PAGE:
In March 2016, Sutter Health and WellSpace Health started The Street Nurse Program. Funded by Sutter Health, the program is geared to meet the needs of an underserved population—those affected by homelessness—in Sacramento, California. To date, it has helped more than 200 people who have received access to on-site care, medical advice, disease management education, and wound care.

Amanda Buccina, RN, BSN, is the program’s sole nurse. While they are looking to expand the program, Buccina is making a huge difference in the meantime on her own. “I’m happy to be selected as the first nurse in this role. I was previously in a position managing Medicaid case management programs for a large managed care corporation,” explains Buccina. “When I saw the street nurse job description, it sounded like a great opportunity and one that aligned with my experiences. For the first time in a long time, I felt excited and inspired by a nursing role, so I knew that it was the right opportunity to pursue.”

According to Sutter Health, The Street Nurse Program provides a vital piece in the continuum of care, with programs and partners seamlessly working together to provide a whole health stability model for the most vulnerable among us.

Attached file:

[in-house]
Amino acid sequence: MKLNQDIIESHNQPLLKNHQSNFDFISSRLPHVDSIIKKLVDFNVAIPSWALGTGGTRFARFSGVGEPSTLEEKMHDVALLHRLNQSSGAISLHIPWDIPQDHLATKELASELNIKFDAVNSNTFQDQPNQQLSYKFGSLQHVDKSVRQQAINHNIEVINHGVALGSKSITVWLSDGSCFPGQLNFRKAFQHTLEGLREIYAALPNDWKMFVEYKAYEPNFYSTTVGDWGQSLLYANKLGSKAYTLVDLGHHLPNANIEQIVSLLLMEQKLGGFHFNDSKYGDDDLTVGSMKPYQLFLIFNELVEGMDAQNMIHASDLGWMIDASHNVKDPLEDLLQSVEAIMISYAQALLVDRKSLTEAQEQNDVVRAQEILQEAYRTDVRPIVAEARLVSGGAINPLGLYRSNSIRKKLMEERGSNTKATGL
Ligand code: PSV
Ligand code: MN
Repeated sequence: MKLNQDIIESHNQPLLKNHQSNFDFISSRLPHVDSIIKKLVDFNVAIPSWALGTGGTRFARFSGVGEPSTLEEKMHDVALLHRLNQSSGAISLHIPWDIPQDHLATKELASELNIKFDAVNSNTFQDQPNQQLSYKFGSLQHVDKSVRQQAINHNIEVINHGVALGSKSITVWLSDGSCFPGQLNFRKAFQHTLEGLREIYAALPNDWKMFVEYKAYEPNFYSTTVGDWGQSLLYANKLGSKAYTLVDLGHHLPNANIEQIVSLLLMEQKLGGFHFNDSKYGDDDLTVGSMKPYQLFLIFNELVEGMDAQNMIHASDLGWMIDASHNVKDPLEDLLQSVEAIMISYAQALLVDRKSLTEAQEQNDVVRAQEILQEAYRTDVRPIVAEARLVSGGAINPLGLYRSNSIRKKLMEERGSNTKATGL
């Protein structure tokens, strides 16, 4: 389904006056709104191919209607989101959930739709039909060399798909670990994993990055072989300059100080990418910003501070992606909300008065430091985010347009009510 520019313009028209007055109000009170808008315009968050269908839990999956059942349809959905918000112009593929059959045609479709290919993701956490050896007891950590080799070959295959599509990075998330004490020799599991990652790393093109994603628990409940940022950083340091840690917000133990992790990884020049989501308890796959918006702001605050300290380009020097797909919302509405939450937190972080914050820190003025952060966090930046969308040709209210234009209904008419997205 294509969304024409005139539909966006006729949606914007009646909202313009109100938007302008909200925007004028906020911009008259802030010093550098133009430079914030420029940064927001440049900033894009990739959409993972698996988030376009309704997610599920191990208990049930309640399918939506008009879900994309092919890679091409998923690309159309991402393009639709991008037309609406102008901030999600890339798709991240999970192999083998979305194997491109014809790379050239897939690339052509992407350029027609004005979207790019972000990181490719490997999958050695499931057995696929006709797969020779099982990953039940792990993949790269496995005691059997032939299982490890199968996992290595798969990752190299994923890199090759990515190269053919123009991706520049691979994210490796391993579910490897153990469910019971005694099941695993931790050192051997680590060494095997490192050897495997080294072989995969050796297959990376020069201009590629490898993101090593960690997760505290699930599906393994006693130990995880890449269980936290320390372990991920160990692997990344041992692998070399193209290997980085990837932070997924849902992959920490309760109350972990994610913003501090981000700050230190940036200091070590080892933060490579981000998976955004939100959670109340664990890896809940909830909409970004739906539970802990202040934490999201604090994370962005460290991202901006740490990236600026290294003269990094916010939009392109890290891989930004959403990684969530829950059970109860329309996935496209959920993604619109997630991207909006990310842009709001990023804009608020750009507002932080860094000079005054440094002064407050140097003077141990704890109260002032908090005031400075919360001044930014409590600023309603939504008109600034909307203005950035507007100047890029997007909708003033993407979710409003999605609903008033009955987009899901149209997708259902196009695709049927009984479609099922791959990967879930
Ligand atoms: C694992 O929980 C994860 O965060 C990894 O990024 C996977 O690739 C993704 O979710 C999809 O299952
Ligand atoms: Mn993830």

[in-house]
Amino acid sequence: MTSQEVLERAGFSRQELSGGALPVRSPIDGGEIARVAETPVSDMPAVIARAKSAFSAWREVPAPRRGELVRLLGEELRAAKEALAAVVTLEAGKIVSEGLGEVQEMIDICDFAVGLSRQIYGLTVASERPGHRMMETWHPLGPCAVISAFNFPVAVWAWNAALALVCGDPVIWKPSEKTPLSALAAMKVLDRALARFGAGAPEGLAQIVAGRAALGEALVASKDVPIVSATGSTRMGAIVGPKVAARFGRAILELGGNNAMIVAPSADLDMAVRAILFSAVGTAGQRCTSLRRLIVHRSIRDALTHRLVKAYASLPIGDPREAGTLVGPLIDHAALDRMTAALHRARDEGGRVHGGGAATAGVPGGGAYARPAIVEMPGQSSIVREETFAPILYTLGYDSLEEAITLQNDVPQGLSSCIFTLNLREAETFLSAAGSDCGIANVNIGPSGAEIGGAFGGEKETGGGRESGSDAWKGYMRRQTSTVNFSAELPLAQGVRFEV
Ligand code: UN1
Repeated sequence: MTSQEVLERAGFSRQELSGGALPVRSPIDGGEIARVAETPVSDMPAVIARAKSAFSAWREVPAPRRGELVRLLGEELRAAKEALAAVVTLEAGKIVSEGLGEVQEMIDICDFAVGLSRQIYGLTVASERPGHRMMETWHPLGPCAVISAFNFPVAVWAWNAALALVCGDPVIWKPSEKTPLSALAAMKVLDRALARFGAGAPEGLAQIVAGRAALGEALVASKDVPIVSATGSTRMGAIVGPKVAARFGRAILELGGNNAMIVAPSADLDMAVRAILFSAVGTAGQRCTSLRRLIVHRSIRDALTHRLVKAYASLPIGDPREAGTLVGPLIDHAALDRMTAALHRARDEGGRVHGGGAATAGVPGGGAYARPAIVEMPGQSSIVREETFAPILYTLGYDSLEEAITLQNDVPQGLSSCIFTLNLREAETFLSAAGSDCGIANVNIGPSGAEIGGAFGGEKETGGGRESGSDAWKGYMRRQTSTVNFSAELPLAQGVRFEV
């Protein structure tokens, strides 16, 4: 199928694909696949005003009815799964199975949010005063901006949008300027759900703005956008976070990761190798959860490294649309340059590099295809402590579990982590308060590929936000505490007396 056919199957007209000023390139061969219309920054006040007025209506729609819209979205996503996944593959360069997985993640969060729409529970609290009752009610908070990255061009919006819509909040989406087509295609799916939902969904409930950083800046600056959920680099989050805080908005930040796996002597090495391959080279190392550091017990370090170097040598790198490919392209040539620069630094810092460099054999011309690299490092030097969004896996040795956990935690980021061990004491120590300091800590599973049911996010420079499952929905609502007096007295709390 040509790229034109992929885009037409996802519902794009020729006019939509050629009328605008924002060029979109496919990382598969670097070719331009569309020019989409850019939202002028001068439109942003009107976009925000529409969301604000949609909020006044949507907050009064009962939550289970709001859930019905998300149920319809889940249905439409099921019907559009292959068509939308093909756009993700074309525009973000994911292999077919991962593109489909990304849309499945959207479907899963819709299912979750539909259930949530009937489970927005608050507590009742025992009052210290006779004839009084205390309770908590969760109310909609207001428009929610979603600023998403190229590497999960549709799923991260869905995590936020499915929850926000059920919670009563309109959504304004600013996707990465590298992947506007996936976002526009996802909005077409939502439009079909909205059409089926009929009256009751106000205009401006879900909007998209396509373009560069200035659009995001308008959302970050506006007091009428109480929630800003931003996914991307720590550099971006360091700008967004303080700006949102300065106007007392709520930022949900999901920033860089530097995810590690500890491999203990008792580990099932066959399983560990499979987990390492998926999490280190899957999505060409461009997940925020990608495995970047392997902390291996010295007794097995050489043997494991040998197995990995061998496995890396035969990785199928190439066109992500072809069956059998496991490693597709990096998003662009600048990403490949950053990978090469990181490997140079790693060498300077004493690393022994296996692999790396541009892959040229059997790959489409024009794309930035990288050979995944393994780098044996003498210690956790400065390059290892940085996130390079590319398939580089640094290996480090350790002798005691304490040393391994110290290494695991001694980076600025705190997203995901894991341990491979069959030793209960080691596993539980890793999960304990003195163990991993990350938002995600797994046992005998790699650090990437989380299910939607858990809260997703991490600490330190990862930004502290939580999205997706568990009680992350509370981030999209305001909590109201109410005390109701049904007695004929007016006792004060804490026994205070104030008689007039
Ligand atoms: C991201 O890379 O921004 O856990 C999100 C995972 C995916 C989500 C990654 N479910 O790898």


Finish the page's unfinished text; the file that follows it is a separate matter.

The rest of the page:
“The Street Nurse Program is an effort to provide an access point into a traditionally very guarded population, enabling us to start linking the homeless to the services they desperately need,” says Buccina.

Oftentimes, those affected by homelessness won’t come to clinics. As Buccina says, “Working with this population, you have to be willing to meet people where they are.”

A great deal of her job involves building relationships. “I work to build trust and rapport with my clients so even if they don’t need me in that exact moment, we have a relationship and familiarity with one another. This comes in [handy] when clients do want and need support, like medical advice, an advocate at a doctor’s appointment, help getting into an alcohol or drug rehab program, or just general wound care,” explains Buccina. “Sometimes, honestly, they just want someone to listen to them–that there is somebody who is consistent and that they trust. If they know someone is invested in them, it makes it slightly more likely they will be invested in themselves.”

Buccina finds it touching when her clients let her into their lives. “They don’t have to let me into their world at all—and they do. It’s kind of like a window into their world. And if they trust me enough to help them,” she says, “it’s kind of a big deal.”

Michele Wojciechowski

Michele Wojciechowski is an award-winning writer and author of the humor book Next Time I Move, They’ll Carry Me Out in a Box.

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